I had a lot of those ‘life’s big questions’ growing up: Why do grown-ups have these things that they call ‘jobs’ and why do they have to do it every day? Why do we have to ‘work’ and ‘build a career’ anyway? What purpose does it solve, really? Why should I go to bed early? Why not have only a bowl of maggie for dinner?
The questions got weirder as I grew up: Who am I? Why am I here? What is the meaning of life? Wait, what is ‘purpose’ and ‘meaning’ and why should I find it? Should I? Or is that conforming to societal norms that may or may not work for me? Am I seeing myself as I am or as I wish to be? Why should I not eat maggie for dinner when I might die anytime?
I pondered over these questions in math classes as a backbencher (Sorry, papa), with friends over chai and sutta sprints (just chai, really, I am not that cool), and in irritable solo journal sessions (they are very hip on Saturday nights, please join).
I sit and wrote for hours about this ‘life’s big questions’ and all that. I read a shitload of books. I researched more about spirituality than any spiritual person would — ‘Lifehack’s 9 ways to find meaning in life’, ‘7 Strange questions to help you find your life’s purpose’. Nope, didn’t help. I tried going to this temple and worship that God and pray this mantra and speak that affirmation (Hello, Rhonda). I talked to a little too many friends about big questions whose primary concern was to get a well-to-do 9–5.
But the answers never really came then.
Because, you know, ‘meaning’ is like a high school fuckboy with a cool motorcycle. The more you pursue it actively, the more he flutters away and is completely uninterested in you. But when you get your own life sorted, have greater problems than unhealthy romantic relationships, then voila, paradoxically, he wants to take you for a ride on his bike Saturday night when you had planned an irritable-life’s-big-questions-journaling-hip-session. What an ass.
So the answers came in weird places — when I was driving into oblivion to pick up tomatoes at the right price (20 Rs/kg only), when I was in a brainstorming session with my boss about Salesforce or when I was trying to sleep on time.
And then came the meta-question to all life’s big questions: What is the answer to the big questions for you?
For you, because as I learned as a backbencher scribbling about life in a Math class, that there is no one right answer. There is no formula, no graph, no long division all of us can do and arrive at the same correct answer hidden in the last pages.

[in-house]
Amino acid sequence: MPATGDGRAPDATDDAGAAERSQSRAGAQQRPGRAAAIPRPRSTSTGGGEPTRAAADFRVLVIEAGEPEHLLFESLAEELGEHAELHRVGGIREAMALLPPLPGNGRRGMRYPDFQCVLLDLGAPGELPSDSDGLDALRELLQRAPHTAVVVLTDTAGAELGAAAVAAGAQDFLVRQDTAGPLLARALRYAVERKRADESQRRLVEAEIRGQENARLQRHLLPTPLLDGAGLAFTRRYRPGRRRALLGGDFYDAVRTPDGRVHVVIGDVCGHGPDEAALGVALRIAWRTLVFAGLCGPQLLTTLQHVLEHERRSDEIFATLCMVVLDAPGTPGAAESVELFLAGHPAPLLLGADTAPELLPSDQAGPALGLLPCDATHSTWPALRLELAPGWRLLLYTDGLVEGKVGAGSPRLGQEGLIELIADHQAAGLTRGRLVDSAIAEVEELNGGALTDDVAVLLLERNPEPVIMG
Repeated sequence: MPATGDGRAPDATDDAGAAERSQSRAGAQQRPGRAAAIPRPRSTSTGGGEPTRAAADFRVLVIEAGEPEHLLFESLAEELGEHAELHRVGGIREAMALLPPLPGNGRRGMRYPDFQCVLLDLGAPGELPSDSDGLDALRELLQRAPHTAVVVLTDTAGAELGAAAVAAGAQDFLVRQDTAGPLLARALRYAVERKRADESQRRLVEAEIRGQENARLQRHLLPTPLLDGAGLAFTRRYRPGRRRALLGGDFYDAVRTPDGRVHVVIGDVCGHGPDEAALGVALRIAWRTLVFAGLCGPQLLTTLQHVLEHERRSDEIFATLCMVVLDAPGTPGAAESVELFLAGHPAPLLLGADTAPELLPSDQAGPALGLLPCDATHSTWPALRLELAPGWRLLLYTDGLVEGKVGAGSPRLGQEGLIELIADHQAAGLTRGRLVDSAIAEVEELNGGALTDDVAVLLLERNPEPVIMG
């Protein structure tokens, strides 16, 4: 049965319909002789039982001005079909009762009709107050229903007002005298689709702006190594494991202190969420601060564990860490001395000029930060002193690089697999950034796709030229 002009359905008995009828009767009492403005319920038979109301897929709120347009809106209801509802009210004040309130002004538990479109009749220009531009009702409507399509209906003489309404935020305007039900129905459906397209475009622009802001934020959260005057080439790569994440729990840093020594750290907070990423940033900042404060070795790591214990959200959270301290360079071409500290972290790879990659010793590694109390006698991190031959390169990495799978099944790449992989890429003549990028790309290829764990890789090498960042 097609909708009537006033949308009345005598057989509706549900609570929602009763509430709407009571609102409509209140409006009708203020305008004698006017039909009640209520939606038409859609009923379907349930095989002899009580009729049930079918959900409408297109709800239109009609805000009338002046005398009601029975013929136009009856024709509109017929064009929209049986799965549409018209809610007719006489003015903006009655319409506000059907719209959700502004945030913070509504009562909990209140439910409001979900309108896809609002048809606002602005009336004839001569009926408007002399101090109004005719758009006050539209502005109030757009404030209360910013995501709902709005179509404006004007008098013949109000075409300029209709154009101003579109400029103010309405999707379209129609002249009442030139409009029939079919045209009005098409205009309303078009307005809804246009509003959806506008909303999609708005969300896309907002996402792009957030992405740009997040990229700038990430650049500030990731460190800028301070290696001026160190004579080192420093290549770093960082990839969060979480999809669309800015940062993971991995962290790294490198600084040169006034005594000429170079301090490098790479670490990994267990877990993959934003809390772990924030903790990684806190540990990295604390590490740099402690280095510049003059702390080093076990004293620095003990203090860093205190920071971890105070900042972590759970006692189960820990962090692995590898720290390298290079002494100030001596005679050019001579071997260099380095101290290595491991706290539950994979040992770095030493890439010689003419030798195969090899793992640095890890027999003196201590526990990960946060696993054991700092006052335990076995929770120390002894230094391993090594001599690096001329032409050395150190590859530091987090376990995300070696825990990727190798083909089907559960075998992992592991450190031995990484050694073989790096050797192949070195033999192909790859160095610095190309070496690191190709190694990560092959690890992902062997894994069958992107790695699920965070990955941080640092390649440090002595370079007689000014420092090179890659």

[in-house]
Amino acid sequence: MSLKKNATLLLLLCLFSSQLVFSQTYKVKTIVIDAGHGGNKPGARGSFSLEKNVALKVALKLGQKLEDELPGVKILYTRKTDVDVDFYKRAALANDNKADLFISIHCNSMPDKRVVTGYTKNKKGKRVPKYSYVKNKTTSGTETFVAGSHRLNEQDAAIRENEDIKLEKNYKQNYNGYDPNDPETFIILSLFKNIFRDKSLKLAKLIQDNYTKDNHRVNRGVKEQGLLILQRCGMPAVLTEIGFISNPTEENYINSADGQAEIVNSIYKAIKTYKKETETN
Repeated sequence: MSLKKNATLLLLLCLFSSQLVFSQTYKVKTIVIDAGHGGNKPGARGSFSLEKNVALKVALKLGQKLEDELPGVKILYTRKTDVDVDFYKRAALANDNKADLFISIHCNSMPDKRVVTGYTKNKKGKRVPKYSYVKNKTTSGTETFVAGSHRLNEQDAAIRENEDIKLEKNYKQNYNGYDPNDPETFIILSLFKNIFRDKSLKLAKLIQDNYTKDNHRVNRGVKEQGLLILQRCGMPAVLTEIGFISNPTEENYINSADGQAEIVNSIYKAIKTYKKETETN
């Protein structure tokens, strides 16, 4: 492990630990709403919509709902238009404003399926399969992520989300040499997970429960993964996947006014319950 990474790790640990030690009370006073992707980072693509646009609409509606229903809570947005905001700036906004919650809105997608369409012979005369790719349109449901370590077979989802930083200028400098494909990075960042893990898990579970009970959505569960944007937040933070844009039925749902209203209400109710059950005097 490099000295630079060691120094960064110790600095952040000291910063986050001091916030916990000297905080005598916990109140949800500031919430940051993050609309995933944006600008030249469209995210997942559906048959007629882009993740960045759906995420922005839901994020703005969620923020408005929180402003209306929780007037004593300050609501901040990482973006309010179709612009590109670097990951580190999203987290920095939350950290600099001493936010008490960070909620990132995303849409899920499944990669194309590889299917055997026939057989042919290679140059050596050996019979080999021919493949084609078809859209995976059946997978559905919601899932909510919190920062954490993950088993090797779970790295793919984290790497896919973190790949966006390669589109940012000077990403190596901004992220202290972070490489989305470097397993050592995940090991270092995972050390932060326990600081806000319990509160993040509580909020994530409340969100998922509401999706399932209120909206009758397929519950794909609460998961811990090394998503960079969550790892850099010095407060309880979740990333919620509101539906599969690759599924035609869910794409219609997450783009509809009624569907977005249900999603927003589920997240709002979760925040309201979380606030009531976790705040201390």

The answers to these questions is a very, very personal matter. What my meaning is is writing that helps people soothe (and exercise) their minds. What my friend’s meaning is holding down a well-paying job so that her parents can live a luxurious life that they sacrificed for her. Both are ‘right’. Both are valid.
But, sadly (or liberating-ly), these answers change during a lifetime. Because everything is always looming in uncertainty. Because you change. So do your priorities. So does your meaning.
I know this because at 20, all I wanted is Rs 25k/month on a job that lets me go home at 6 or 7, and I can wake up early to write and do my irritable-life’s-big-questions-journaling-sessions post-work and all would be well!
I created that life at 21 (I got paid 10k more than I wanted, I woke up earlier than I had hoped and I logged off on time every day). Within a week, I hated it.
I did it for 6 months — hating Sundays because they are so close to Mondays, having TGIF feelings accompanied by the grief of ‘Oh God, ugh, Mondays’. My ‘meaning’, ‘purpose’, ideas for a ‘good life’ changed as soon as I manifested my previous meaning, purpose, and ideas of a good life into reality. Because I had changed.
I know that sitting with these big questions is not ‘required’. No one will ask me my answers. No one will expect me to give an exam. And I can vouch that spending some time not thinking about these questions, time spent in pure hedonism, is good.
But an examined life offers pleasures that are much more superior. Finding my answers has lead me to an every day that is richer, spiritually wealthier, and good-humored.
Sitting with these questions is not important. It is necessary. And we often miss the necessary stuff to complete a project at work or binge-watch the new Crown season on Netflix.
All of us have these questions. We are sitting on them. And we are refusing to make time to answer them. Wearing these questions without trying to find our answers is like sleeping in an uncomfortable itchy sweater. Do that for a year, and you still won’t get a good night’s sleep, like Ottessa’s heroine didn’t.
These big questions are necessary — even in childhood, especially in adulthood. They remind us why we need to address the nuances of life when nothing is special, there is no big occasion, and everything is in between. They tell us how to make our ‘everyday’ better. They force us to see the big picture when all we are concerned with is the ‘right’ price of the tomato.
But, you know, there is no ‘right’ price (or answer).